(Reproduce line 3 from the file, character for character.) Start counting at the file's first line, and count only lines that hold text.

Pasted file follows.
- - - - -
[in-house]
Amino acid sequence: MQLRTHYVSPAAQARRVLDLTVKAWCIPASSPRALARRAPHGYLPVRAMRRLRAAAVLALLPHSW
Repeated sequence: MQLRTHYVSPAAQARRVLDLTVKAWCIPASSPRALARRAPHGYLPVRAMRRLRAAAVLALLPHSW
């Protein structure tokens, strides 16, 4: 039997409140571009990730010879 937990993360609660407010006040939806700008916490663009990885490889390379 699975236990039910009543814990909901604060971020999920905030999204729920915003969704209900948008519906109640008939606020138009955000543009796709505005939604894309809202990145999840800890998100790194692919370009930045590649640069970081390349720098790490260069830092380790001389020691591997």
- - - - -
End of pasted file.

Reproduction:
Repeated sequence: MQLRTHYVSPAAQARRVLDLTVKAWCIPASSPRALARRAPHGYLPVRAMRRLRAAAVLALLPHSW